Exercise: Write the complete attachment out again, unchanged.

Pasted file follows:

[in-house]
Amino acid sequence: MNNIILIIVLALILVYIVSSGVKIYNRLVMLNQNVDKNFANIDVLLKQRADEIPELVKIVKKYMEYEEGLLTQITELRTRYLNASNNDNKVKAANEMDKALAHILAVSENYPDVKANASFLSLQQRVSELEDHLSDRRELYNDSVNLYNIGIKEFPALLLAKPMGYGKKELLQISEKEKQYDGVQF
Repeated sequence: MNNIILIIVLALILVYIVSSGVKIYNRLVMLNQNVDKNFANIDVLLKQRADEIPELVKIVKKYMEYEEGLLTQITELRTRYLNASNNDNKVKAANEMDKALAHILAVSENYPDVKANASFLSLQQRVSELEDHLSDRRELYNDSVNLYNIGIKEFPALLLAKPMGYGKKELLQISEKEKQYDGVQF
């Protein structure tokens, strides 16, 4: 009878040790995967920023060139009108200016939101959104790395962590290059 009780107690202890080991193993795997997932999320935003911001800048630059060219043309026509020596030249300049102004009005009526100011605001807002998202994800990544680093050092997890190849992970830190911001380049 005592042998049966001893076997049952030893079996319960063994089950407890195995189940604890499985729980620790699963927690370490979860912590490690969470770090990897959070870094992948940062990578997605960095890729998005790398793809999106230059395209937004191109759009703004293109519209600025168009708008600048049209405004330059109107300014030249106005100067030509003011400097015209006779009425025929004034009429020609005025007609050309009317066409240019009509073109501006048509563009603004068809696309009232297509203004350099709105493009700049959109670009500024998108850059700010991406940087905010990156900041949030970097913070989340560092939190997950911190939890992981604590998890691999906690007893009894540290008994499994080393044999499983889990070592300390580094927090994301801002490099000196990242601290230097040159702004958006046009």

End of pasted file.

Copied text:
[in-house]
Amino acid sequence: MNNIILIIVLALILVYIVSSGVKIYNRLVMLNQNVDKNFANIDVLLKQRADEIPELVKIVKKYMEYEEGLLTQITELRTRYLNASNNDNKVKAANEMDKALAHILAVSENYPDVKANASFLSLQQRVSELEDHLSDRRELYNDSVNLYNIGIKEFPALLLAKPMGYGKKELLQISEKEKQYDGVQF
Repeated sequence: MNNIILIIVLALILVYIVSSGVKIYNRLVMLNQNVDKNFANIDVLLKQRADEIPELVKIVKKYMEYEEGLLTQITELRTRYLNASNNDNKVKAANEMDKALAHILAVSENYPDVKANASFLSLQQRVSELEDHLSDRRELYNDSVNLYNIGIKEFPALLLAKPMGYGKKELLQISEKEKQYDGVQF
């Protein structure tokens, strides 16, 4: 009878040790995967920023060139009108200016939101959104790395962590290059 009780107690202890080991193993795997997932999320935003911001800048630059060219043309026509020596030249300049102004009005009526100011605001807002998202994800990544680093050092997890190849992970830190911001380049 005592042998049966001893076997049952030893079996319960063994089950407890195995189940604890499985729980620790699963927690370490979860912590490690969470770090990897959070870094992948940062990578997605960095890729998005790398793809999106230059395209937004191109759009703004293109519209600025168009708008600048049209405004330059109107300014030249106005100067030509003011400097015209006779009425025929004034009429020609005025007609050309009317066409240019009509073109501006048509563009603004068809696309009232297509203004350099709105493009700049959109670009500024998108850059700010991406940087905010990156900041949030970097913070989340560092939190997950911190939890992981604590998890691999906690007893009894540290008994499994080393044999499983889990070592300390580094927090994301801002490099000196990242601290230097040159702004958006046009």